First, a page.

Dynamic windows have long been a promising solution for achieving energy efficiency in buildings. These windows, which can change their opacity in response to electric stimulus, offer the possibility of controlling glare, blocking infrared light, and maintaining a clear view. However, until now, most dynamic windows were limited to only two states: completely transparent or completely dark.
In a recent study published in the journal ACS Photonics, researchers have demonstrated a breakthrough in dynamic window technology that introduces a new material capable of three distinct modes. This material, based on hydrous tungsten oxide, offers the ability to switch between transparent windows, windows that block infrared light, and tinted windows that control glare. With this advancement, building occupants will have more options for maintaining a comfortable indoor environment while reducing energy consumption.
The key to achieving these three modes lies in the presence of water within the crystalline structure of tungsten oxide, forming what is known as tungsten oxide hydrate. Previous dynamic window materials were limited in their functionality because they lacked this critical water component. By introducing water, researchers have discovered a previously unknown behavior in the material.
By injecting lithium ions and electrons into the tungsten oxide hydrate material, the researchers were able to tune the wavelengths of light that are blocked. This process results in two distinct modes: the “cool” mode and the “dark” mode. In the cool mode, the material allows visible wavelengths of light to pass through while effectively blocking infrared light. This mode helps keep buildings cool, thus improving energy efficiency.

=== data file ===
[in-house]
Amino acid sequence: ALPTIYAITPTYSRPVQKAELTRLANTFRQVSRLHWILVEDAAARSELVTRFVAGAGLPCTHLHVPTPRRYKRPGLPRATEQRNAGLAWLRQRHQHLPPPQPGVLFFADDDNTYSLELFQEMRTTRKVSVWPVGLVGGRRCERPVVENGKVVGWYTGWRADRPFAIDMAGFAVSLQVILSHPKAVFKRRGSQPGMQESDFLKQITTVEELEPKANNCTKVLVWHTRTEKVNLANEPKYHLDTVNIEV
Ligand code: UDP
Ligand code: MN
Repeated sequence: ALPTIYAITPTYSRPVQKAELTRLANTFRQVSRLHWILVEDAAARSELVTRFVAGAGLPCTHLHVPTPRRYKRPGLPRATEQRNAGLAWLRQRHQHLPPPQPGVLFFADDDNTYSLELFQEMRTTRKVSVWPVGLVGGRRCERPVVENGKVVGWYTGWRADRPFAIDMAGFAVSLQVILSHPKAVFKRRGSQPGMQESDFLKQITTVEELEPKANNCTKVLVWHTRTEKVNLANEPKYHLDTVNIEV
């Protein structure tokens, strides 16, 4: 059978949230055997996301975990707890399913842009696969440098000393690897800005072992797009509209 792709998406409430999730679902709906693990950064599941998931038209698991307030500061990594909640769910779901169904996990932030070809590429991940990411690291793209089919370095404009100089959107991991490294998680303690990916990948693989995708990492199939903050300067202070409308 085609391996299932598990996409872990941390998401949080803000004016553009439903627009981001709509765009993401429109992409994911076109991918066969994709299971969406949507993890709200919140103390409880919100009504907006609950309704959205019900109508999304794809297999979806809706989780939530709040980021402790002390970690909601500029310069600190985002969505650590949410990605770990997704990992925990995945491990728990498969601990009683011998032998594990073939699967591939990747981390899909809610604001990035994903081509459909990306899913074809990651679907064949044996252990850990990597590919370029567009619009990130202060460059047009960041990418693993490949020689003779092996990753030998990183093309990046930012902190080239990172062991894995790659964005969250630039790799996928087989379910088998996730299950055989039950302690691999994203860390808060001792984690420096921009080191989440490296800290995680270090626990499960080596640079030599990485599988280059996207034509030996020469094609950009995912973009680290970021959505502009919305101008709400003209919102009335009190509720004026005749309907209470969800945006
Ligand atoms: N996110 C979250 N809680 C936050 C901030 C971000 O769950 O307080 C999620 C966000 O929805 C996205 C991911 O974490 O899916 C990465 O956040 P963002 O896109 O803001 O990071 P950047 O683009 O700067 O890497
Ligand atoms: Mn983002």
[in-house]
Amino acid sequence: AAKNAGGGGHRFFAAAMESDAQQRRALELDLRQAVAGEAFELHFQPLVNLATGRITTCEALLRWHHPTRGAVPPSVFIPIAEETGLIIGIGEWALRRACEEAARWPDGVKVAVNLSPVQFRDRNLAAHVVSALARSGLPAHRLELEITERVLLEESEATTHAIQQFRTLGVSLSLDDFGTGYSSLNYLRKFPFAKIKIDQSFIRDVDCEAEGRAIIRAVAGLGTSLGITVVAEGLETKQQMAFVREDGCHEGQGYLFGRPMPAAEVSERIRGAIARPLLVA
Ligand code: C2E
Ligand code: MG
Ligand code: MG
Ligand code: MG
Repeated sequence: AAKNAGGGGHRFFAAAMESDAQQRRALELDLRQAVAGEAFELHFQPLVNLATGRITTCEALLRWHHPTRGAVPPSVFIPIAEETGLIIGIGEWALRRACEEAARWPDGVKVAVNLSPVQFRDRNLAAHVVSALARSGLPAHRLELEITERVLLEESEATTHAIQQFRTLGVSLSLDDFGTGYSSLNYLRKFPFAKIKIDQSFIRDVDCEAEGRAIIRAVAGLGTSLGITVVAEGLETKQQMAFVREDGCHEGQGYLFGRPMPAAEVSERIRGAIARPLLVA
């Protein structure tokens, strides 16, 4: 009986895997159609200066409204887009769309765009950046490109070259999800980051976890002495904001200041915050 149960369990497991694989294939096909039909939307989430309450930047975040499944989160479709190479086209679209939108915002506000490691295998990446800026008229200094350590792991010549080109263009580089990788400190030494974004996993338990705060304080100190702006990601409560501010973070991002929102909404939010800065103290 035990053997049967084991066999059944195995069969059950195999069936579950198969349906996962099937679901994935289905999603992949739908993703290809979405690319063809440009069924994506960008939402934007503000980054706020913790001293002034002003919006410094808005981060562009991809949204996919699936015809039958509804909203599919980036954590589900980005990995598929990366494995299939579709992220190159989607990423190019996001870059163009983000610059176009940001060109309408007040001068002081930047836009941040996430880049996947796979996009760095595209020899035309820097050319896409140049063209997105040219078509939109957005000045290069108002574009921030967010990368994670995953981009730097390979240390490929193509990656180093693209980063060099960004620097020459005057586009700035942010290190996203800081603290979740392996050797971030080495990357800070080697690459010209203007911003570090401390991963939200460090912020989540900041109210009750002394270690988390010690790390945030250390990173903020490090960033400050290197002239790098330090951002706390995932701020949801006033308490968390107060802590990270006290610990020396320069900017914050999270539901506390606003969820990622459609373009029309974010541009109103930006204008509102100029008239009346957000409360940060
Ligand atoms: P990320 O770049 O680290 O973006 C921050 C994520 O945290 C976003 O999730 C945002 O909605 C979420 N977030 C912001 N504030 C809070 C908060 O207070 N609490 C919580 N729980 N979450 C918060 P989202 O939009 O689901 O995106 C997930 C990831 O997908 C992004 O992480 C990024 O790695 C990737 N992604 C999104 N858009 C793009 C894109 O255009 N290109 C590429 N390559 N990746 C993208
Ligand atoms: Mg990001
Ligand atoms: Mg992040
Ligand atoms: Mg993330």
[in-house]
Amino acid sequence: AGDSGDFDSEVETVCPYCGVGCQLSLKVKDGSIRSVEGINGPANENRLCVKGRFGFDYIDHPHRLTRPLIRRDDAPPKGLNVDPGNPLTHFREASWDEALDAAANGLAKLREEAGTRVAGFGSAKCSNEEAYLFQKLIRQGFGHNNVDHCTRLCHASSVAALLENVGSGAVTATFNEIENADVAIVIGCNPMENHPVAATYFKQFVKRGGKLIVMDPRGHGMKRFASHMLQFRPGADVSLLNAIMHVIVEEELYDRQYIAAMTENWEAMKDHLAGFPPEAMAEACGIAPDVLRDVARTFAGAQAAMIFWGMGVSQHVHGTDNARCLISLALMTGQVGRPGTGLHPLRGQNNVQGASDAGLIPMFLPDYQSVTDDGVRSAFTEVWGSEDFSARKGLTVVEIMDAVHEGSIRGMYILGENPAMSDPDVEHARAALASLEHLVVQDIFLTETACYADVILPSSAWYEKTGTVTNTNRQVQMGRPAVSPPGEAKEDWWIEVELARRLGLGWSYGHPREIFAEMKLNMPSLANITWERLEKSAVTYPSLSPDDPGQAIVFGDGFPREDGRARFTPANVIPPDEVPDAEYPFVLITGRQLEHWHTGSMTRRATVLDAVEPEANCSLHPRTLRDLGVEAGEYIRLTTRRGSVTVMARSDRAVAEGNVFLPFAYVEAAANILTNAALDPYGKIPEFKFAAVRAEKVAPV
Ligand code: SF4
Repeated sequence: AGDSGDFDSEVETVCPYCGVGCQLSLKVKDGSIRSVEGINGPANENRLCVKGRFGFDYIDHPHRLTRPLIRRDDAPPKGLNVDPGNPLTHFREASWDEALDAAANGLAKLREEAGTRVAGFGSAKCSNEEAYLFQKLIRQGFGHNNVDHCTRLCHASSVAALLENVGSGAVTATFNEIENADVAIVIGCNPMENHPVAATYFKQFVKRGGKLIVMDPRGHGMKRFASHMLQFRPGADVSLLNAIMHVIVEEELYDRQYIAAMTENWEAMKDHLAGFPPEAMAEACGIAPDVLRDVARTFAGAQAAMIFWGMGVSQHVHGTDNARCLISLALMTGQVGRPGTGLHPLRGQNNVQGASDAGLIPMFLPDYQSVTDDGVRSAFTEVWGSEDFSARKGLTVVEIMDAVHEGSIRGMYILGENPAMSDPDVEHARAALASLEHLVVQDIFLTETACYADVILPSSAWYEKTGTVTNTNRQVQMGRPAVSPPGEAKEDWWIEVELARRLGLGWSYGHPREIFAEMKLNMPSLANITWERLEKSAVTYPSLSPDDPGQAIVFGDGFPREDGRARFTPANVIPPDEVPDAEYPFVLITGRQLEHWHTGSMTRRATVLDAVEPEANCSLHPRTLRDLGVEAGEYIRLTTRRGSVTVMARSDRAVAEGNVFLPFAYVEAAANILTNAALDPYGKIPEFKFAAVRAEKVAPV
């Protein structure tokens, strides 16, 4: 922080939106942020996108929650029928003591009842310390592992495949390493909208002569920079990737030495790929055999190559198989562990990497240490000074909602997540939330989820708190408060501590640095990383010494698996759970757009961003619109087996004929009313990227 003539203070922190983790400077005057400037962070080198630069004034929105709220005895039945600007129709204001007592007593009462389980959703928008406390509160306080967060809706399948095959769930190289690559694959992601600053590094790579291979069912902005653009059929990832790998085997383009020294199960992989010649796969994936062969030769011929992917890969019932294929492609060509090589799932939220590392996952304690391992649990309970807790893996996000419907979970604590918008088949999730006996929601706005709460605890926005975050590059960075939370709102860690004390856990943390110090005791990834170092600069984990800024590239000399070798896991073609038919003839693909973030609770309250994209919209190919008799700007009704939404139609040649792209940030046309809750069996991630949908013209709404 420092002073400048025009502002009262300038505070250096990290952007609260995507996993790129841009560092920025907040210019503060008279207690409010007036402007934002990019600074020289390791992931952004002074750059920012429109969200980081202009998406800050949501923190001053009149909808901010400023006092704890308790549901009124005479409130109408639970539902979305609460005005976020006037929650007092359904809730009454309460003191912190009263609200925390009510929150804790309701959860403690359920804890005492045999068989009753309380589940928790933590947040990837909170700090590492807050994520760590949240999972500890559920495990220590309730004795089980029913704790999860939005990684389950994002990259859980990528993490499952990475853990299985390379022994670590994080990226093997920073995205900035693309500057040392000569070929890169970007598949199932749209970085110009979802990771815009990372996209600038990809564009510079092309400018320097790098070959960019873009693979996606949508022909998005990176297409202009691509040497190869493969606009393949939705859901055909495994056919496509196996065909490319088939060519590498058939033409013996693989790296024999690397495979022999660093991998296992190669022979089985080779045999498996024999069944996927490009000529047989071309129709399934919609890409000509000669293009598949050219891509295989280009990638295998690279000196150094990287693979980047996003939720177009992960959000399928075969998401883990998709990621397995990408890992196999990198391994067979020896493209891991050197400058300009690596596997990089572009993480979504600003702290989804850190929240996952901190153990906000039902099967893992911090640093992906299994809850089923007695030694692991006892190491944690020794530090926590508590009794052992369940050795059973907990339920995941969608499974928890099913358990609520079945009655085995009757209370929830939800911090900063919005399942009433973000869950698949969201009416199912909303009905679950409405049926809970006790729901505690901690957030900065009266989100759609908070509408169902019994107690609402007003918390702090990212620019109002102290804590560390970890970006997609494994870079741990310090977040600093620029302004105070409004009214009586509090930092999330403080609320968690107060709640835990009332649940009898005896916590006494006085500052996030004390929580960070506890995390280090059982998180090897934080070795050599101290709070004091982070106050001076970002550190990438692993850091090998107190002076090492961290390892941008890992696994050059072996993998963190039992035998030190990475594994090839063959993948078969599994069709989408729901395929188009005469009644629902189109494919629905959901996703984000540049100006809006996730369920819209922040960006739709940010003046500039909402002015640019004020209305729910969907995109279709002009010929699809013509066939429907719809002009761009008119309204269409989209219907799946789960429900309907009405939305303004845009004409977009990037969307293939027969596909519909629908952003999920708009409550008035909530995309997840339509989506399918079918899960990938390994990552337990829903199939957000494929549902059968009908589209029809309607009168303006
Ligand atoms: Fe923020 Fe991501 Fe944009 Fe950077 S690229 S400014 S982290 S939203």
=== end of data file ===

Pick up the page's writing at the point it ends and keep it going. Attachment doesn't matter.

In the dark mode, the material transitions to block both visible and infrared wavelengths of light, providing complete opacity. This mode offers effective glare control while maintaining privacy. The ability to switch between these two modes provides building occupants with greater flexibility in managing the amount of light entering the space.
The presence of water in the crystalline structure of tungsten oxide hydrate plays a crucial role in the material’s behavior. Because water makes the structure less dense, it becomes more resistant to deformation when lithium ions and electrons are injected into the material. This increased resistance allows the material to accommodate more lithium ions before undergoing structural changes.
The discovery of dual-band light control in a single material, already known to the smart windows community, holds great promise for accelerating the development of commercial products with enhanced features. The ability to switch between multiple modes gives manufacturers the opportunity to create dynamic windows that cater to the specific needs of building occupants.
By offering windows that can be transparent, block infrared light, and control glare, these advancements in dynamic window technology contribute to creating more sustainable and energy-efficient buildings. The reduction in energy consumption achieved through the use of these windows could have a significant impact on overall energy efficiency and, consequently, on the global environment.
The latest breakthrough in dynamic window technology provides a great leap forward in achieving energy efficiency in buildings. By utilizing hydrous tungsten oxide, researchers have introduced a material that allows for three distinct modes: transparent, infrared-blocking, and tinted windows. With the ability to switch between these modes, building occupants can enjoy a comfortable indoor environment while reducing energy consumption. This discovery holds immense potential for commercialization, driving the development of enhanced dynamic window products that cater to the specific needs of different buildings and occupants. As we continue to prioritize sustainability, advancements in dynamic windows like these are crucial steps towards a greener future.